There is one question in connection with my subject which demands particular attention. What shall be the criterion of moral judgment respecting characters in the past? What is the right touchstone? Some go so far as to say that no verdicts at all are to be rendered, and only the data for them are to be furnished. A writer not void of moral earnestness can hardly fasten such a padlock on his lips. Dean Stanley, speaking of his old master, Dr. Arnold, of Rugby, remarked to me that he had seen Arnold, when recurring to some iniquitous act far back in Roman times, “livid with rage.” Men of less vigor of conscience will experience emotions of this kind in some degree, and are not bound to stifle the utterance of them. But what shall be the standard? Shall it be the ethical perceptions of an advanced age? Shall it be the rules of conduct that make up the code of good men to-day? So Lord Acton, in his learned and instructive inaugural lecture on the Study of History, strenuously contends:
“The weight of opinion is against me when I exhort you,” so he writes, “never to debase the moral currency or to lower the standard of rectitude, but to try others by the final maxim that governs our own lives, and to suffer no man and no cause to escape the undying penalty which history has the power to inflict on wrong. The plea in extenuation of guilt and mitigation of punishment is perpetual. At every step we are met by arguments which go to excuse, to palliate, to confound right and wrong, and reduce the just man to the level of the reprobate.”16
So says Lord Acton. On the contrary, others are positive that a method of judgment so severe is unrighteous. They contend that men of the past must be judged from the point of view of their contemporaries, and according to the measure of light possessed in their own time. There is some confusion among the disputants on this matter. Both parties are right, and neither excludes the other. On the one hand, the ethical law is not to be forgotten. The ideal standard is not to be let down. The conduct of men of every age may profitably be brought into comparison with it. No plea for the wicked is to be tolerated that amounts to all apology for wickedness. On the other hand, however, the question of subjective guilt, or the degree of personal ill desert, is another point. Practical ethics, like the art of house building, is progressive. Some things are always and everywhere known to be wrong, and are abhorrent to all men. Yet moral discernment of the right in the concrete advances as the day advances from dawn to noon-tide. Morality continually branches out, to human vision, in new directions. Penalties of civil law in the most civilized states, inflicted within the limits of the present century, are now felt to be barbarous. It does not follow that we are more deserving of praise than our predecessors. Not long ago practices that the law and moral sense now forbid were not perceived to be cruel; for example, in the methods of prison discipline. There is a new feeling even respecting cruelty to animals. In a chapter of the Memorabilia, Xenophon gives us an account of a call made by Socrates with some of his disciples on an Athenian courtesan, Theodota.17 The philosopher converses pleasantly with her, and gives her shrewd advice as to how to attract men and to ply her occupation skillfully. Suppose a teacher of moral philosophy in one of our universities—for Socrates was a teacher of ethics—were to copy his example as thus related, and related, be it observed, without the least censure, by one of his disciples. Shall we then denounce Socrates, one of the noblest men of all time, and a martyr, if there ever was one? I have heard a theologian speak harshly of him on the ground of this record in the Memorabilia. But the good man forgot that on the roll of heroes and saints, in that splendid passage of Holy Writ, the eleventh chapter of the Epistle to the Hebrews, there stands the name of Rahab, the harlot. He forgot that Revelation itself was gradual, and that the laws given to men of old time, much more their practices, are pronounced in the Gospel imperfect.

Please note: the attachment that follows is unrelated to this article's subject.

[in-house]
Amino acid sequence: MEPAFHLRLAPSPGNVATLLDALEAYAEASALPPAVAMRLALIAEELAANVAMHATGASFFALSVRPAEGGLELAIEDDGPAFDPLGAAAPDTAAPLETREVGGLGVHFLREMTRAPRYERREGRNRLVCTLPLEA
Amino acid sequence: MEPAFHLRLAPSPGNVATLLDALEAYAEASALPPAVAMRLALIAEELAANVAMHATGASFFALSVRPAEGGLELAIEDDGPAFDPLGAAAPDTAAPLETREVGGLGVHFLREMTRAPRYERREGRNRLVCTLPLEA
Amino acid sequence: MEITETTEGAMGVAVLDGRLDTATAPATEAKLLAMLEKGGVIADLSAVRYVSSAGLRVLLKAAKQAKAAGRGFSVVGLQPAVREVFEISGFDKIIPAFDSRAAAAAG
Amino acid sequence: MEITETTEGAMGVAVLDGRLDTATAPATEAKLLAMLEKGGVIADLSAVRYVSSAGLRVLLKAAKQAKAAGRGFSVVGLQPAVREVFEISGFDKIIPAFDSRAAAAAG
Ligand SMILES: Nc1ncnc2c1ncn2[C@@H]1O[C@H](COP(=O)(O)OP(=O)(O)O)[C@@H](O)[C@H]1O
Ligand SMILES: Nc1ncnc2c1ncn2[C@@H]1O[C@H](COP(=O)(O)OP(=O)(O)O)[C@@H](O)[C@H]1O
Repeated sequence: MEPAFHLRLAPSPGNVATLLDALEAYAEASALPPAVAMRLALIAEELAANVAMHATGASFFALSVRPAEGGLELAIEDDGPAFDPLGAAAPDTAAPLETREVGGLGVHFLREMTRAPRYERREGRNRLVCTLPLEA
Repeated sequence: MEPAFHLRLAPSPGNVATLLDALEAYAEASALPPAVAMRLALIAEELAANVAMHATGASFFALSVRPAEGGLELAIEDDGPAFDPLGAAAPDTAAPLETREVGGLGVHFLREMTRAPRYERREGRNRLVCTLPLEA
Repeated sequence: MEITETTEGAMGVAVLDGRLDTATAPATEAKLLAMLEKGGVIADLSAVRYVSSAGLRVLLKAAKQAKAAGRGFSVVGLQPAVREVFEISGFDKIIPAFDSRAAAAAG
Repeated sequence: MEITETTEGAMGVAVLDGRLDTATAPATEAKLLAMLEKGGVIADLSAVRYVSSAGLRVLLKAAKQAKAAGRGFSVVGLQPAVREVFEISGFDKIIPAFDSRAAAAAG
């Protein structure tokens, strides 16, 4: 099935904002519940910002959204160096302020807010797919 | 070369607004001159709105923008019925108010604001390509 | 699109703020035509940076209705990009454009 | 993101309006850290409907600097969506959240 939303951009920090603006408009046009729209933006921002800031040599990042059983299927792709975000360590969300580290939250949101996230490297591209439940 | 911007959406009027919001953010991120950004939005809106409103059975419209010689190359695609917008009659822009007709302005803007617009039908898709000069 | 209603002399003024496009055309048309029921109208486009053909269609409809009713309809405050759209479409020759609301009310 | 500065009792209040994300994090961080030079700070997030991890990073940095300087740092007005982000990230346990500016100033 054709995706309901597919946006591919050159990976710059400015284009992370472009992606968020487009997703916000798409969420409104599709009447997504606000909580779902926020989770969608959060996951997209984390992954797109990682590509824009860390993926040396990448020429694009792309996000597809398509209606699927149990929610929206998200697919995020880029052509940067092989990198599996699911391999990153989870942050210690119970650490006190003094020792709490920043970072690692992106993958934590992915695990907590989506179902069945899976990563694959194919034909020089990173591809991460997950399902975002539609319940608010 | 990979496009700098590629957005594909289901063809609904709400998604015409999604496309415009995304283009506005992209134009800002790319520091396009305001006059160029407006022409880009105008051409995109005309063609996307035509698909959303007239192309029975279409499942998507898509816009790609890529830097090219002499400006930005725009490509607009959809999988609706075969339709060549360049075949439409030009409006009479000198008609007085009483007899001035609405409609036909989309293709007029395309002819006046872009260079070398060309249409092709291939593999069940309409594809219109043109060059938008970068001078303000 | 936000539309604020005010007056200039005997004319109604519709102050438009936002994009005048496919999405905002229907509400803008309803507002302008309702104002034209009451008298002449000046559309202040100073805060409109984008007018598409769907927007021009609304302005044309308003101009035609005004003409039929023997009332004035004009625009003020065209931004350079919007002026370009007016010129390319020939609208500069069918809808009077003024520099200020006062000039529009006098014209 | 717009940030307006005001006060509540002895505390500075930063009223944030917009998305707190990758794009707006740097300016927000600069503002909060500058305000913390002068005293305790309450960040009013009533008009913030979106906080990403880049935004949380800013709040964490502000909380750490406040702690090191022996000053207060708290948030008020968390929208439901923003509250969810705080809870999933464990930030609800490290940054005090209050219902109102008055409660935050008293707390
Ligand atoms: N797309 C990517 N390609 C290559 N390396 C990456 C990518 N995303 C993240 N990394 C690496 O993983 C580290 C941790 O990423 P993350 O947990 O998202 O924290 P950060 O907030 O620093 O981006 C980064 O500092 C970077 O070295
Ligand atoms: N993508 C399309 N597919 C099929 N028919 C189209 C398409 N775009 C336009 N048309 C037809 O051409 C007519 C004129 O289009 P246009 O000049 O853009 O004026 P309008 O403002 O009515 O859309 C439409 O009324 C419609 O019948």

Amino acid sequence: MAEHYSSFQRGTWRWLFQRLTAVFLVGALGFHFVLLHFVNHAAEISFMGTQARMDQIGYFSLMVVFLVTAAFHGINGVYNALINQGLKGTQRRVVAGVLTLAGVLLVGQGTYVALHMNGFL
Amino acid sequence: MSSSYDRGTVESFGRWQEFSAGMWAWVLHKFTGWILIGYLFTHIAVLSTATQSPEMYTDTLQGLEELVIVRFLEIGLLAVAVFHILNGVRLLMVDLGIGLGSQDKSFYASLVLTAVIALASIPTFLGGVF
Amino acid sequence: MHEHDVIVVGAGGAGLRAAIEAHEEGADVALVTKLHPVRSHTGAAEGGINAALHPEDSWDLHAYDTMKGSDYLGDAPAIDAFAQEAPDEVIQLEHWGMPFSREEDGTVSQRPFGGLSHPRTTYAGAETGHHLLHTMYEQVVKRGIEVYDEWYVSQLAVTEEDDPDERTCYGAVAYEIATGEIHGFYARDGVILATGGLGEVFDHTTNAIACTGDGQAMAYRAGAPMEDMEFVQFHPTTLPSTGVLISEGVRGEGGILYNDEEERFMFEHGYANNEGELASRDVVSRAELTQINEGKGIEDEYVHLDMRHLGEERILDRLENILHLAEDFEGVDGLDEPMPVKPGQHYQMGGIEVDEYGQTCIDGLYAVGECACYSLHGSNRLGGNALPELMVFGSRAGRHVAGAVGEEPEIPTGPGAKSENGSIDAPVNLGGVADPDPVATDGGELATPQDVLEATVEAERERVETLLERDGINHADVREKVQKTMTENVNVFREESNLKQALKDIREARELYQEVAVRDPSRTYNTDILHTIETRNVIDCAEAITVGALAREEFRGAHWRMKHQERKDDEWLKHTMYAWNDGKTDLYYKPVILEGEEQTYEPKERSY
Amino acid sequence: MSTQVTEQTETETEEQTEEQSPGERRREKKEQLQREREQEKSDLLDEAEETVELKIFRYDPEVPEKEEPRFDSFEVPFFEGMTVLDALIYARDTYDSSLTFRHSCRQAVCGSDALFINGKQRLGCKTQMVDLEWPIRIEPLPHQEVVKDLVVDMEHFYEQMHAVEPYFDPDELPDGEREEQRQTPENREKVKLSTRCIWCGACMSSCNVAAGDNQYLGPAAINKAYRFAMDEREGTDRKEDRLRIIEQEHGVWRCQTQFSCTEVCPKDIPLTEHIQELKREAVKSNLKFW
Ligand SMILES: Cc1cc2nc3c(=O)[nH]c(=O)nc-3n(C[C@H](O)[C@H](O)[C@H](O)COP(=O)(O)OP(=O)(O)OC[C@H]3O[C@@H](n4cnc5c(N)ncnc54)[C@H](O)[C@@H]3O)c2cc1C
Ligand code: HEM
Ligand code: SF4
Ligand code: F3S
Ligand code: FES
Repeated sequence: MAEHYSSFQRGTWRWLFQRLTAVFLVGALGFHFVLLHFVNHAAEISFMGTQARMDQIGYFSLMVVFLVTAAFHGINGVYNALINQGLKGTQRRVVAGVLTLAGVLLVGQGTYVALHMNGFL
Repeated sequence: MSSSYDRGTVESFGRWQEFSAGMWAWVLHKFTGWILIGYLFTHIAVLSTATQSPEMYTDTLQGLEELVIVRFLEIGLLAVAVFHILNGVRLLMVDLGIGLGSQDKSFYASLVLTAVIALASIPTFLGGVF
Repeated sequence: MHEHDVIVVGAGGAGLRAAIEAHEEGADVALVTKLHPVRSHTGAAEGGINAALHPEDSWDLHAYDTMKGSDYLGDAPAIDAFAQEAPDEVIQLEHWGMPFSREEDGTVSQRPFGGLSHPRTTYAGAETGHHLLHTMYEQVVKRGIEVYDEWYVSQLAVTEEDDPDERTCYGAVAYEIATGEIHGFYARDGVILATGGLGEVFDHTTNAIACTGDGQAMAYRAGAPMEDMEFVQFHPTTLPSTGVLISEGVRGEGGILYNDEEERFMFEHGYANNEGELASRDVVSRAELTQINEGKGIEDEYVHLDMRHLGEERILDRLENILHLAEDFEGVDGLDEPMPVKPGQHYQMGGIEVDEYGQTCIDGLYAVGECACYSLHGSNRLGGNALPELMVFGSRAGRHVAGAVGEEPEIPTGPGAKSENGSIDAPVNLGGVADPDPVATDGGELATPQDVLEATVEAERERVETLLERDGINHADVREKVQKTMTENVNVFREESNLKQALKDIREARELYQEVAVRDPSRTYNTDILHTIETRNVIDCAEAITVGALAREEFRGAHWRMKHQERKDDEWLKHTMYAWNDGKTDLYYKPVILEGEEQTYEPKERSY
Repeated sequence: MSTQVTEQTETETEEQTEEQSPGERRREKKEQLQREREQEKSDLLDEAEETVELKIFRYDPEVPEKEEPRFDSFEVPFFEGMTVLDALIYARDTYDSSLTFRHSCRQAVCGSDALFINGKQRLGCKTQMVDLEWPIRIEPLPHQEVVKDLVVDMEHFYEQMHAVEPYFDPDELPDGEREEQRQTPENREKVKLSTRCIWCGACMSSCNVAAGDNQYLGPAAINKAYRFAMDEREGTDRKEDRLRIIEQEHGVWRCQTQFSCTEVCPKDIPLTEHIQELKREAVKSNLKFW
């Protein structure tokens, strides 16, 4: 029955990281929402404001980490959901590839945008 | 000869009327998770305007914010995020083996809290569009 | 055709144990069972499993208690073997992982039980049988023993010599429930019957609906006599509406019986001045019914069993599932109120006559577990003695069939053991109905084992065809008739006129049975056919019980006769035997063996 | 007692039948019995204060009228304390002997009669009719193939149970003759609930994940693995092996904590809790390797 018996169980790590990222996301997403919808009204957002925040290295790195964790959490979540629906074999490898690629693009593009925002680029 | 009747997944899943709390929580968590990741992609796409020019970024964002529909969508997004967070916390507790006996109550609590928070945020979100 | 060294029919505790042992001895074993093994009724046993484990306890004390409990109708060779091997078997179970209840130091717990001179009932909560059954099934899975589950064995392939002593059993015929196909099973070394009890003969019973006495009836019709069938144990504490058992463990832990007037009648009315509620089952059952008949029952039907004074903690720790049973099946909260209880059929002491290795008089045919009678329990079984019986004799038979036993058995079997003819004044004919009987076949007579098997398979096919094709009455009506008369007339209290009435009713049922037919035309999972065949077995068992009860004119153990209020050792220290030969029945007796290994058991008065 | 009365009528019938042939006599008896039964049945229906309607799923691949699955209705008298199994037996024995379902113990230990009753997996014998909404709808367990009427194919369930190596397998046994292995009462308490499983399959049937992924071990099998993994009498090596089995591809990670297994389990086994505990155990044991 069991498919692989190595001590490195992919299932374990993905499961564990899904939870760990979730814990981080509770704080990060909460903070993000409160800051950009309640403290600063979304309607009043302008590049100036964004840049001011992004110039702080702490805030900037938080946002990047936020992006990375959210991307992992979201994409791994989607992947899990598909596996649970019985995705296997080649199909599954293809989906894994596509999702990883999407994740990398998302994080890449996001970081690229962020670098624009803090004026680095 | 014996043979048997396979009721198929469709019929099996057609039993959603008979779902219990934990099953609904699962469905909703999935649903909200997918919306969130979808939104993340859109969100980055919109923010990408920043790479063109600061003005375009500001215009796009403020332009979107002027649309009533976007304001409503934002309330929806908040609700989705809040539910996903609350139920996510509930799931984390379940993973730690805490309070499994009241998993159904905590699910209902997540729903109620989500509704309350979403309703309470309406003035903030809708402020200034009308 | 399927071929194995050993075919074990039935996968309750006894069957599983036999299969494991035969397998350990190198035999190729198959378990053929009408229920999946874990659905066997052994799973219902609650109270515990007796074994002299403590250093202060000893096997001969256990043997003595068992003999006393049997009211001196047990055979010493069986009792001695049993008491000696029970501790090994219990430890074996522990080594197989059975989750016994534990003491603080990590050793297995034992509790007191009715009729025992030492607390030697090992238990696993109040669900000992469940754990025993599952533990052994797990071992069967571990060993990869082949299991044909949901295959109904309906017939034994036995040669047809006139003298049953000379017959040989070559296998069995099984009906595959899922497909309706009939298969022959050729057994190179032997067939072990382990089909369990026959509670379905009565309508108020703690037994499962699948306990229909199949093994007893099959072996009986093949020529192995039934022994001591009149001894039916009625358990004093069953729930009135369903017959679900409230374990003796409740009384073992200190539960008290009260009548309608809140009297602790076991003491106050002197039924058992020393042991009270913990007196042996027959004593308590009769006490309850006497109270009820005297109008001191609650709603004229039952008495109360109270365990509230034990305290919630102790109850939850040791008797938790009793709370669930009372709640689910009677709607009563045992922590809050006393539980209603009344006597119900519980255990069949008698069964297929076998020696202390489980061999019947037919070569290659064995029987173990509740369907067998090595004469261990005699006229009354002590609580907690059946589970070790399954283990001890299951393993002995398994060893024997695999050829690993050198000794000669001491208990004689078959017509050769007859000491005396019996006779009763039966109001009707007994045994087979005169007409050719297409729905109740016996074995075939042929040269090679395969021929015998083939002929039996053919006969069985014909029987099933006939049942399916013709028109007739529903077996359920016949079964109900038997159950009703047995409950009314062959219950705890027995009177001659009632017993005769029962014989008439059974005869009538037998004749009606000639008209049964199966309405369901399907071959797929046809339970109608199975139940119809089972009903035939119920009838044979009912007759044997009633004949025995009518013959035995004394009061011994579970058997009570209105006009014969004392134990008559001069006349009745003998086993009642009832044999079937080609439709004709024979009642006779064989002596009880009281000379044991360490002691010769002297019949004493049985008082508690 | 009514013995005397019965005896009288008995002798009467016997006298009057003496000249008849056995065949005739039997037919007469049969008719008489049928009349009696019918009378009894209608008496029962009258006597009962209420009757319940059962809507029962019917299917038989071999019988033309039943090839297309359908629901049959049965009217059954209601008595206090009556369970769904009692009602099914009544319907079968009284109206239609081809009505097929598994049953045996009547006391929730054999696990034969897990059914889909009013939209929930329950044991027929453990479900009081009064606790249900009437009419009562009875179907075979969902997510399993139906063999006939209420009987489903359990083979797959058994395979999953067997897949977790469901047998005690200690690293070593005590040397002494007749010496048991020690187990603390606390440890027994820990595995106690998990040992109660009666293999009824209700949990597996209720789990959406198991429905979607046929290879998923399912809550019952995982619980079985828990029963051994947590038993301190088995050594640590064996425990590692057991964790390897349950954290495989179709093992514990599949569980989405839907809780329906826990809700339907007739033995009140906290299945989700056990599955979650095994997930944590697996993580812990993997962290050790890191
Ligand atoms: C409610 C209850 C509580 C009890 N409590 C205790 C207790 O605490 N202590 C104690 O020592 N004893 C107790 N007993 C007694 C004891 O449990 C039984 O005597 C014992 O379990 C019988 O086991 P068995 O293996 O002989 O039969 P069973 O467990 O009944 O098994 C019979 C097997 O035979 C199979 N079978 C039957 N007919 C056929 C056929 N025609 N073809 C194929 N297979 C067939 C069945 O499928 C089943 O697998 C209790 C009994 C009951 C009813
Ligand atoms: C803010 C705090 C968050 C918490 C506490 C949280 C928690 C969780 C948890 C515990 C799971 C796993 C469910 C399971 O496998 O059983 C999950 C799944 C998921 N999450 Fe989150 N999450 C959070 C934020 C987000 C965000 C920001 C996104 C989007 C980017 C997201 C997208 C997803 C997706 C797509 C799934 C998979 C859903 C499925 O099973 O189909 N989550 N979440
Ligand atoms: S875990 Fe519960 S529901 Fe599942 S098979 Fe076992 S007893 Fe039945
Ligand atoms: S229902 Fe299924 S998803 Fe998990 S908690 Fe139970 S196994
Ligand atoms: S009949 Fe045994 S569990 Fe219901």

According to the international law of antiquity, the lives of captives taken in war were forfeited. They might be reduced to slavery or slain, at the option of the captor. Ethical feeling had risen to no higher level. It is manifestly unreasonable to consider Julius Cæsar as guilty for the slaughter of prisoners of war as a modern commander, in the light of Christianity, would be for the same act. Napoleon Bonaparte ordered a multitude of Turkish prisoners at Jaffa—whose lives, moreover, had been promised them—to be marched to the beach and shot. Of the opinion of apologists who excuse this foul deed, Professor Sloane properly remarks:
Those who hold that in any war, whether just or unjust, the practice of barbarity is excusable if it lead to speedy victory, will agree with that opinion.18
The deed of Napoleon was execrable, because he was not in the dark as to the code of Christian morality, but with ruthless cruelty trampled it under foot. Bismarck sent broadcast over Europe a telegram which he had recast from an official message sent to him, by omitting parts vital to the impression that it conveyed. The impression of the garbled telegram was that a personal insult had been offered to the Emperor William by Benedetti, the French minister, and had been so regarded by the Emperor—which was false; and the impression, which was likewise false, that for this reason negotiations as to the Hohenzollern question between the two Governments had been broken off by the Emperor. Bismarck, as reported by Busch, said of this proceeding, “The thing really succeeded. The French were fearfully angry at the condensed telegram, and a couple of days later they declared war against us.”19 He predicted on the spot, as he says in his autobiography, that it “would have the effect of a red rag upon the Gallic bull.”20 He fairly chuckles over this cunning device that heated the temper of two nations to the boiling point. It is a mild judgment to call it a Machiavelian trick. A Frenchman might be pardoned for calling it an instance of shameless mendacity.